Interstellar Travel And Immigration
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From The Atlantic:

Inside a Billionaire’s New Interstellar Mission

Yuri Milner is spending $100 million on a probe that could travel to Alpha Centauri within a generation—and he’s recruited Mark Zuckerberg and Stephen Hawking to help. In an interview with ?The Atlantic, Milner makes his case for star travel. …

Physicist Freeman Dyson is also a consultant.

When he started reviewing mission concepts, he was surprised to find a steady drumbeat of support for a “light-sail,” a large reflective sheet that could reach cosmic speeds, when pushed with a powerful laser beam [back in the Solar System].

This is pretty much the concept the aliens use for interstellar travel in the 1974 sci-fi novel The Mote in God’s Eye by Larry Niven and Jerry Pournelle.

In the novel the laser cannon–>light sail system is so expensive that it nearly bankrupts the alien world, which causes even more political turmoil among the Moties than is usual.

The Russian zillionaire (who says he is named for cosmonaut Yuri Gagarin) wants the probe to be shrunk to tiny size, thus reducing the energy costs. I didn’t see any discussion in The Atlantic of how to stop the probe when it gets to Alpha Centauri, which is a general problem in thinking about interstellar travel: you think up a clever way to accelerate, but then you need to come up with an even cleverer way to decelerate unless you just want to fly-by like a bat out of hell.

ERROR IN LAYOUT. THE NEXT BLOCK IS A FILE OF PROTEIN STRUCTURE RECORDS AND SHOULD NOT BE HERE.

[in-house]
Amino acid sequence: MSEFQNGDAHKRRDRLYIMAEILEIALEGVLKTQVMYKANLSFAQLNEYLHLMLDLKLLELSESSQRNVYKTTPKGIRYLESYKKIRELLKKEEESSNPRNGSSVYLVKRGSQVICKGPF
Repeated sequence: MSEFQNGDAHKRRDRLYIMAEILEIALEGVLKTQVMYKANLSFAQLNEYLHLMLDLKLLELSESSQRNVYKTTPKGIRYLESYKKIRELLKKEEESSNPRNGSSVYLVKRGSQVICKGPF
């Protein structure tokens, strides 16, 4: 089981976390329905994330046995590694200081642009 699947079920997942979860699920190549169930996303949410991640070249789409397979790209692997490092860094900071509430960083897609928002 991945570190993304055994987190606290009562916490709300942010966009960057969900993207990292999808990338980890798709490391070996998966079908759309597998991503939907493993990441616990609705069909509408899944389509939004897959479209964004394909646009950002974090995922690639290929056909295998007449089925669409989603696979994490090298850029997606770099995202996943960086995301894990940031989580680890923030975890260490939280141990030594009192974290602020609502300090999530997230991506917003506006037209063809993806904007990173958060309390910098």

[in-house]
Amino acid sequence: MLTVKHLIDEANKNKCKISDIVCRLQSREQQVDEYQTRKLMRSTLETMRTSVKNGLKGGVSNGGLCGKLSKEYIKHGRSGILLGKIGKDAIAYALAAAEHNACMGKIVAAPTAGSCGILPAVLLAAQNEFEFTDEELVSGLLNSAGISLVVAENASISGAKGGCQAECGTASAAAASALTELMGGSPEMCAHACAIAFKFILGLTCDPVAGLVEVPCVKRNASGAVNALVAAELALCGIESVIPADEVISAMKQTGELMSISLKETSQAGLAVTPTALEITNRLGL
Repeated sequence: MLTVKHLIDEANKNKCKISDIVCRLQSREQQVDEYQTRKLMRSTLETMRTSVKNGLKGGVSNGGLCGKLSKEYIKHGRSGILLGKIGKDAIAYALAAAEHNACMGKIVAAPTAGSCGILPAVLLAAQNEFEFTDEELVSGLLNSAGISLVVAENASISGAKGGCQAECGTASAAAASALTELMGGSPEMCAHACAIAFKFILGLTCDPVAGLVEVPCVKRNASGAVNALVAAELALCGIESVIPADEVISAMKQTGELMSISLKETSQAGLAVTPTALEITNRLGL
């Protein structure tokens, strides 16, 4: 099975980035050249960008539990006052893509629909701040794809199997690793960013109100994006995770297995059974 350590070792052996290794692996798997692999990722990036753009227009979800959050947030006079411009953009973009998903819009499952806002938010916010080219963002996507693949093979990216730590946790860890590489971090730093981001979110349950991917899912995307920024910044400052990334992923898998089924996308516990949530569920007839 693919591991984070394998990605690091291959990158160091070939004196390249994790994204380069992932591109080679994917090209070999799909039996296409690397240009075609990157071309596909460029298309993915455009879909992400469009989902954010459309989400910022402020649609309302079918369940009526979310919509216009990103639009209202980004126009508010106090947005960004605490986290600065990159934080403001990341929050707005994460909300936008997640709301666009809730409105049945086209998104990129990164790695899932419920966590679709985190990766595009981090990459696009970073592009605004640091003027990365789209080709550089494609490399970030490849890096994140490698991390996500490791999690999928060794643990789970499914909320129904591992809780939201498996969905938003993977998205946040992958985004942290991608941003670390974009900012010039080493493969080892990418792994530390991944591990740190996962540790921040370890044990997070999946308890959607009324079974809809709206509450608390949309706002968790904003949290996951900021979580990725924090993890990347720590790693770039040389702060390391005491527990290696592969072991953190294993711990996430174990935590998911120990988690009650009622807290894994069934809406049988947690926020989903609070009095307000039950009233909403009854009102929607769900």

The Mote in God’s Eye can serve as an immigration policy allegory.

A half-dozen centuries in the future, humanity has stumbled into a fortuitous discovery of a faster than light interstellar travel technology and spreads out across the habitable planets of the galaxy, never encountering any other intelligent life.

Then a slower-than-light spacecraft driven by a light sail arrives from an unexplored solar system.

Our Space Navy goes to visit the planet that sent it and discovers a civilization that seems as advanced as ours, except they don’t have our faster-than-light travel technology, so they are stuck in their solar system, except for sending out the occasional expensive probe. We can visit them, but they can’t visit us.

Their extremely gracious ambassadors greet our ambassadors in a most affable manner.

The book then turns into an ecological detective story as a few suspicious Earthlings try to unravel the complex story of the Moties’ nature before diplomacy gets too far advanced to put the brakes on proposals such as sharing the FTL drive with the aliens in the name of interstellar harmony and goodwill. We wouldn’t want to be seen as speciesist, now would we?

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